It's Good To Root, Root, Root For The Home Team

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My first protocol on rooting in sports is that you should stick with the teams that you grew up with. I know we're a transient society, but that's just it: Continuing to cheer for your original hometown teams is one way of displaying the old-fashioned value of allegiance.

If you grew up in Cleveland, say, and moved somewhere Sun Belt-ish, I know how hard it is, but the measure of whether you are a good person is that you must remain loyal to the Browns and Indians and that team that LeBron James left behind.

That's what's left of roots in America. You must root where your roots were laid down.

Now don't worry. Sports love is a two-way street. There is a proviso in this lifetime contract that allows you the right to get mad at your team. The problem with you Cubs fans, for example, is that you are too tolerant. But no, you must never leave your precious Cubbies for a more seductive team. No! Be steadfast for another century or so.

But us hard-bitten sports journalists, we have a problem. We're supposed to look down at you sappy fans, getting all worked up about your silly teams, while we must be neutered, remain above the fray. "No cheering in the press box!" is our equivalent of "Don't mention bombs when you're in the airport security line."

But, on the QT here, entre nous, just between us chickens, pretending to make emotional sports eunuchs of sports journalists is a charade, reminiscent of Tallulah Bankhead's saying: "I'm as pure as the driven slush."

You see, despite what most athletes think, we sportswriters really are human beings (well, at least on the side). At the Ryder Cup a couple of weeks ago, the terrific story was the spectacular European comeback from virtual defeat, but, surely, every American golf journalist was rooting for our team instead of the story.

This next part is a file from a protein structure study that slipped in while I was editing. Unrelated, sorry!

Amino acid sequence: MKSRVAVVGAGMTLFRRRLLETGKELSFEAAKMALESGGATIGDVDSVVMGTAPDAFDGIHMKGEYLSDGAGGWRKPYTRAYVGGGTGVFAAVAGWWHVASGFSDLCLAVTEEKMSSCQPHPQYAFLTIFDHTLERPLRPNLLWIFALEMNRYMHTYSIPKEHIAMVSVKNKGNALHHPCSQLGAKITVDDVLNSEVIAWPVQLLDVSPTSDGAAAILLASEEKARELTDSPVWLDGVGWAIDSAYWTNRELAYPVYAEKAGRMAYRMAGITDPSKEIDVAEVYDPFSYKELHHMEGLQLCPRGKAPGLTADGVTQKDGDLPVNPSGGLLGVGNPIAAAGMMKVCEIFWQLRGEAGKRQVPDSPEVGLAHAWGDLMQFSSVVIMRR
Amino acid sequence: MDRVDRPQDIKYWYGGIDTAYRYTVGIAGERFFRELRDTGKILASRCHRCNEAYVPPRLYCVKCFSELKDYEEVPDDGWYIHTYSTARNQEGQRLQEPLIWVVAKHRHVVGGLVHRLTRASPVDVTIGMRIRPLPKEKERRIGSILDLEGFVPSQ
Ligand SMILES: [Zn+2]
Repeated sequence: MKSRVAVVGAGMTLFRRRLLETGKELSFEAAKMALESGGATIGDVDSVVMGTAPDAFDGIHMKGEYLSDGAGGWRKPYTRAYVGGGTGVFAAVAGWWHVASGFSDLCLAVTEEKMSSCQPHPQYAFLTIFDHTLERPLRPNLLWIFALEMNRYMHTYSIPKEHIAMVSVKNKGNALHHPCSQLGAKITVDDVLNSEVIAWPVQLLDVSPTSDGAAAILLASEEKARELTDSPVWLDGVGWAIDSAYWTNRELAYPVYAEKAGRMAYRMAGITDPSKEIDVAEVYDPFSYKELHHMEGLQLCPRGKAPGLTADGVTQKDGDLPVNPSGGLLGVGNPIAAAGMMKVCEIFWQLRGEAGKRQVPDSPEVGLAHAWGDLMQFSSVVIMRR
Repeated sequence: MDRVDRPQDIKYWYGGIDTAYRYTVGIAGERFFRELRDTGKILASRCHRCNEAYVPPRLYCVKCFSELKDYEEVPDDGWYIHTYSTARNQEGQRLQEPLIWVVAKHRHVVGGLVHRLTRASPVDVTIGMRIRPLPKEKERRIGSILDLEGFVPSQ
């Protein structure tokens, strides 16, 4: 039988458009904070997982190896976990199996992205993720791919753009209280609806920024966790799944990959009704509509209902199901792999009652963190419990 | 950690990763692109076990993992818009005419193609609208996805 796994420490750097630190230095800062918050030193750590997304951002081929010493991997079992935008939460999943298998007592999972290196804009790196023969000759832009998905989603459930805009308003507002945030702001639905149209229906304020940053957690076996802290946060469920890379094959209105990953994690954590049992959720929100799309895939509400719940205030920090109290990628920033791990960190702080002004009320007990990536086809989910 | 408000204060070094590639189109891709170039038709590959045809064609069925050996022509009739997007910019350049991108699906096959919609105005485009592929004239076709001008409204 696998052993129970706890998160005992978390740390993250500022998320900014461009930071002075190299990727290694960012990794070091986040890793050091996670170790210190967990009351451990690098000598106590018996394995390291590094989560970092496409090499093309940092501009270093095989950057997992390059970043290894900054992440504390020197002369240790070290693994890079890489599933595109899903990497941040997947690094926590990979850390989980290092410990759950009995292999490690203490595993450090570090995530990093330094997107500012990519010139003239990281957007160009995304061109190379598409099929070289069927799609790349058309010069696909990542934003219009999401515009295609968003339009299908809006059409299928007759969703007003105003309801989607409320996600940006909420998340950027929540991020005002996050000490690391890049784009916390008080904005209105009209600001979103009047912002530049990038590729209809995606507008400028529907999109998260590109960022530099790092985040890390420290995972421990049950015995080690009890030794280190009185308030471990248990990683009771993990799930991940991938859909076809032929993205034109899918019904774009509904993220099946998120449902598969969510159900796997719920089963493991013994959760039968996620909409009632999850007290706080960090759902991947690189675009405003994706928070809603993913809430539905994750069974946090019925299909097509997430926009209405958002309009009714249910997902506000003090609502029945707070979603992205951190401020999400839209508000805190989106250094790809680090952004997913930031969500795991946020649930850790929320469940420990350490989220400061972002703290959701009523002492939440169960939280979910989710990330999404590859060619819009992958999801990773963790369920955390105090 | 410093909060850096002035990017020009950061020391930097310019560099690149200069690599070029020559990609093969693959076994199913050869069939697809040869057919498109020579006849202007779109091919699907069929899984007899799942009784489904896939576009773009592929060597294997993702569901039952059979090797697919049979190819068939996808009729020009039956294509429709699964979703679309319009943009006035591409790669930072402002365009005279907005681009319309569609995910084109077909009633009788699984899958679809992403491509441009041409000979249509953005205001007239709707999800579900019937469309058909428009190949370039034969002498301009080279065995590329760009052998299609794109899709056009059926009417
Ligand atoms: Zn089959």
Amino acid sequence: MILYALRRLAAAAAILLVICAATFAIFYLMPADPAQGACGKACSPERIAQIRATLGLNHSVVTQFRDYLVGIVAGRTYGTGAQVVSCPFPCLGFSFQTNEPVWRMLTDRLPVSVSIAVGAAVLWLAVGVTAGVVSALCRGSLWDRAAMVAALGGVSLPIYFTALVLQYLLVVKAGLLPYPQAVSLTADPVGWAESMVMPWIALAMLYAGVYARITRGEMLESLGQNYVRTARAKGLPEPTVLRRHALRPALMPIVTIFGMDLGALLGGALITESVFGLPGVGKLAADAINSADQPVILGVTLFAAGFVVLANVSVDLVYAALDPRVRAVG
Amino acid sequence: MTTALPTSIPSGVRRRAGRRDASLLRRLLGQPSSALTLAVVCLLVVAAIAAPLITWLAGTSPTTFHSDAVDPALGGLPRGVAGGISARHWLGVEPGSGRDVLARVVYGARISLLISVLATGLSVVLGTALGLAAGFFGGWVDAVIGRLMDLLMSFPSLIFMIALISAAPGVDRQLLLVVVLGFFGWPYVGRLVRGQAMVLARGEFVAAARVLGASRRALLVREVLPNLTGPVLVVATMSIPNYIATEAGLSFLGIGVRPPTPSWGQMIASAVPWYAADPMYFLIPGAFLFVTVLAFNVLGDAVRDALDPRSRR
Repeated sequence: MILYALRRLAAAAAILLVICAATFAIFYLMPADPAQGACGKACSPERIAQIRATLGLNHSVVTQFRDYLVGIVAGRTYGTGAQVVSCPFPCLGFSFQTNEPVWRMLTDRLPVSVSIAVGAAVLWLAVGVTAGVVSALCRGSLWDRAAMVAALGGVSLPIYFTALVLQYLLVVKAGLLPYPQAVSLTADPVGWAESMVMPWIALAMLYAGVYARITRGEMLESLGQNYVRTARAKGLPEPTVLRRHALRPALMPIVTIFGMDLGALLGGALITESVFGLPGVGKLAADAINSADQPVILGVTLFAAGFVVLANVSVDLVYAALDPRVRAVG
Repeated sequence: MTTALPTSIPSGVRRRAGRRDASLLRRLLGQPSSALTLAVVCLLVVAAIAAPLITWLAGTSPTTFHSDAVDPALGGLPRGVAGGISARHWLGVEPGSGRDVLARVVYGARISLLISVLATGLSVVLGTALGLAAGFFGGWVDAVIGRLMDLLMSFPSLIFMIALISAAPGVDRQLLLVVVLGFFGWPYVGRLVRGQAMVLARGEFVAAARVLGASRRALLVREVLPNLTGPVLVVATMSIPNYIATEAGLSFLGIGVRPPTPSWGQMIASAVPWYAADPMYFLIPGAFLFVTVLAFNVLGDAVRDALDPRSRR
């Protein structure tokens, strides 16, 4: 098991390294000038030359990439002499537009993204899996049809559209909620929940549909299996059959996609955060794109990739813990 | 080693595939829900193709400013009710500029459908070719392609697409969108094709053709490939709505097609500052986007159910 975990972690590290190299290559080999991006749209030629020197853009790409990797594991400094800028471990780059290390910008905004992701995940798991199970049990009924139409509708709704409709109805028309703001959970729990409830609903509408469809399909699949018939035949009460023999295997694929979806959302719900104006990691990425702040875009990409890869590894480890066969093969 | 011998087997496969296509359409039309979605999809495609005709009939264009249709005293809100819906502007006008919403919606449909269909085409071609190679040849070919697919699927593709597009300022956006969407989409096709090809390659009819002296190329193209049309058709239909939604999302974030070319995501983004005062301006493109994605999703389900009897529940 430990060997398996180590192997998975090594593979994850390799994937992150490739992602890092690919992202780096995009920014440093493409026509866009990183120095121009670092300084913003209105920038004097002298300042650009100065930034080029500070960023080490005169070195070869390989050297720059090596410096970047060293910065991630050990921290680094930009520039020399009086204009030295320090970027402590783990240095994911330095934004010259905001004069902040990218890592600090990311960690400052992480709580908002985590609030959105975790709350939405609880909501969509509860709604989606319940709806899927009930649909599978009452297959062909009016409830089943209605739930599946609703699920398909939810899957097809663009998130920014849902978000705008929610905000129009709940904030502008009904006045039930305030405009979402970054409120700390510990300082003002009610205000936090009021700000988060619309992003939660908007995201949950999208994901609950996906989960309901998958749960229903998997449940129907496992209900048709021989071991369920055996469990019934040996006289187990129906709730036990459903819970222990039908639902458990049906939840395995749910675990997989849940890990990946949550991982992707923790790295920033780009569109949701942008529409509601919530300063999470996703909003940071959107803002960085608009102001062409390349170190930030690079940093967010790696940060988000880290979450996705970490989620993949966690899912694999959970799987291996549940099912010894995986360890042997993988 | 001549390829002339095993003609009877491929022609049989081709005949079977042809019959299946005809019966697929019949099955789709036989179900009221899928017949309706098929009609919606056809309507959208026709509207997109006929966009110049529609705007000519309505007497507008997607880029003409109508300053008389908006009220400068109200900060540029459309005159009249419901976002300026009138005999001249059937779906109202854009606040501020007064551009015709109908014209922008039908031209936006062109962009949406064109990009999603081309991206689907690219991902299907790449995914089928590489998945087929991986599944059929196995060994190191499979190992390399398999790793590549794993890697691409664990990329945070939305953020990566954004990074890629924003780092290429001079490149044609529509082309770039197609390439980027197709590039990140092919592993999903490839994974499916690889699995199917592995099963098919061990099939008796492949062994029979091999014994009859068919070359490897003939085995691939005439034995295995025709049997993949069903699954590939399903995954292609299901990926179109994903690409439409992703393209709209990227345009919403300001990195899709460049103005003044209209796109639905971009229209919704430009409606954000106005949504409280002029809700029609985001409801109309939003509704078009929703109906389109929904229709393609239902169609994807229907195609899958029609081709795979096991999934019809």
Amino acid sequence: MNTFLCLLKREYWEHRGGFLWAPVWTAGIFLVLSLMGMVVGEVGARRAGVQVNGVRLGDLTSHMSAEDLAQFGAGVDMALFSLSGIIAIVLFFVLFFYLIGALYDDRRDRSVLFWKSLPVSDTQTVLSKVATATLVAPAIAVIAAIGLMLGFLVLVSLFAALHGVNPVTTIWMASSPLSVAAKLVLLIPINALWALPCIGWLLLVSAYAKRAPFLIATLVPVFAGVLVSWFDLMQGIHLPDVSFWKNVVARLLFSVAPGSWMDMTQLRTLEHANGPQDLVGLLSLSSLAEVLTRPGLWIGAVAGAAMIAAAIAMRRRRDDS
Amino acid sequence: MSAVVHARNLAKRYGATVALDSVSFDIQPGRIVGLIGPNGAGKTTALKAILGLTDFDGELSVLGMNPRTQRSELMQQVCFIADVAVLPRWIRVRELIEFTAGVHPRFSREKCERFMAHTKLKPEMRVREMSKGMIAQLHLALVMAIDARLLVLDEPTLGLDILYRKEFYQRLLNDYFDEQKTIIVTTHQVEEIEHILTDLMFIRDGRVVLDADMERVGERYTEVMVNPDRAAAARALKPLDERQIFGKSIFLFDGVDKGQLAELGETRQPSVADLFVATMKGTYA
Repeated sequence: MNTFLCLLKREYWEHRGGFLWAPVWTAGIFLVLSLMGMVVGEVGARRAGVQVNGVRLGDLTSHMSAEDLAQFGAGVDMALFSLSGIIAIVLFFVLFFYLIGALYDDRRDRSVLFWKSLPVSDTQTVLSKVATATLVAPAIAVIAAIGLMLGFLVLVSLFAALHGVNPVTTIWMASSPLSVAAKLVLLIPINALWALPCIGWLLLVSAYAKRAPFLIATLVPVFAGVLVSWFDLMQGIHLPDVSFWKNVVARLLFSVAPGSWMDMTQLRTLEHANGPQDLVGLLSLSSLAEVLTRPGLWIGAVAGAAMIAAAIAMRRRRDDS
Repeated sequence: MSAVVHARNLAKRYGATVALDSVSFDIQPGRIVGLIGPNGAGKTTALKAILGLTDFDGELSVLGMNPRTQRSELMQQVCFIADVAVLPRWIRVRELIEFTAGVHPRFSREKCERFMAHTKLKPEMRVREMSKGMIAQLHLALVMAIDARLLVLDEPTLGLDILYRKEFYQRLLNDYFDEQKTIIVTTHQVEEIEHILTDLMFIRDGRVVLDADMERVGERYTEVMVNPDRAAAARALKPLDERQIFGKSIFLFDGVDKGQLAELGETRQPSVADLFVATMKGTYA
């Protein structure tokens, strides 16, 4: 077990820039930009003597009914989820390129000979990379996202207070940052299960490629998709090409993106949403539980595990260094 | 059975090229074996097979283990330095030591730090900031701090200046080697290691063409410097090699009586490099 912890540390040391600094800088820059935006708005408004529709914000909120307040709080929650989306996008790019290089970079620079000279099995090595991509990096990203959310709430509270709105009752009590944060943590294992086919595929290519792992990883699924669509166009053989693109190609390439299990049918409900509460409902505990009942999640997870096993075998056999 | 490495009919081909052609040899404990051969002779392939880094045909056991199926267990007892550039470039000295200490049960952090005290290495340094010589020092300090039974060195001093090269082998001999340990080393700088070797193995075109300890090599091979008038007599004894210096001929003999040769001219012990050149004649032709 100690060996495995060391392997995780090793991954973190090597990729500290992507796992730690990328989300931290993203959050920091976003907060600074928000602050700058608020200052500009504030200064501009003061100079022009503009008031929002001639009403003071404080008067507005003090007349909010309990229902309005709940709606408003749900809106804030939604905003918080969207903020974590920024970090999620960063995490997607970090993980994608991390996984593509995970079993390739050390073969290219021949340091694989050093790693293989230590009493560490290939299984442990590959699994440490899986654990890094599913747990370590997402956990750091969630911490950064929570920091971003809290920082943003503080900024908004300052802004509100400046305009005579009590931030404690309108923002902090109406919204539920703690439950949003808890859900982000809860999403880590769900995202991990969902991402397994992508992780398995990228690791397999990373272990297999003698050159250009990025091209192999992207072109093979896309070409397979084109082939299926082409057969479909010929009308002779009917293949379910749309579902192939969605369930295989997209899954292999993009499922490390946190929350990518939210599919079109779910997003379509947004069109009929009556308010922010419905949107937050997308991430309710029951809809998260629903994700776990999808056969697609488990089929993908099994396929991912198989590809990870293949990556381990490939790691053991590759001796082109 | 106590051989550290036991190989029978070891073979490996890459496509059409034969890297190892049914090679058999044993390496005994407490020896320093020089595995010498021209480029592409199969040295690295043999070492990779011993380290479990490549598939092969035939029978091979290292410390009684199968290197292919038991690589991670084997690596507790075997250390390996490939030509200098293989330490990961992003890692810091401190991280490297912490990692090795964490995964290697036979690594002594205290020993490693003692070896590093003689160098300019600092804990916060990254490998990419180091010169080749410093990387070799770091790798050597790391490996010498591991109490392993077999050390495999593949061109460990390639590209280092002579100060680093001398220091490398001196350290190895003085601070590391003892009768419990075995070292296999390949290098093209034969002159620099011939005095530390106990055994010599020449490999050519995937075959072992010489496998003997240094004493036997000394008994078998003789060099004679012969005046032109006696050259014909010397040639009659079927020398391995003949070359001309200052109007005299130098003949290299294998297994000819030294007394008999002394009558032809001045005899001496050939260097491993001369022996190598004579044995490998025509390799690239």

OK, everybody is coming out these days, so, now, yes, I am too.

I have known since I was a child that I loved the Baltimore Orioles. I loved them before they were the O's, as they are, regrettably, known today. They were called "the Birds" then, or even better, "the Flock." So, no, I don't care what it does for my reputation as a hardhearted sports scribe who has always kept his true feelings to himself in the press box. I have suffered with my beloved Flock losing for 14 years in a row, and now that they are actually in the playoffs, I must go public and reveal that, yes, I am an actual fan.

Also, I'm not crazy about the New York Yankees either.

But never fear. Next week I will once again refrain from being a giddy Bird lover and return to my ugly, bloodless, objective self.

Copyright 2012 National Public Radio. To see more, visit http://www.npr.org/.

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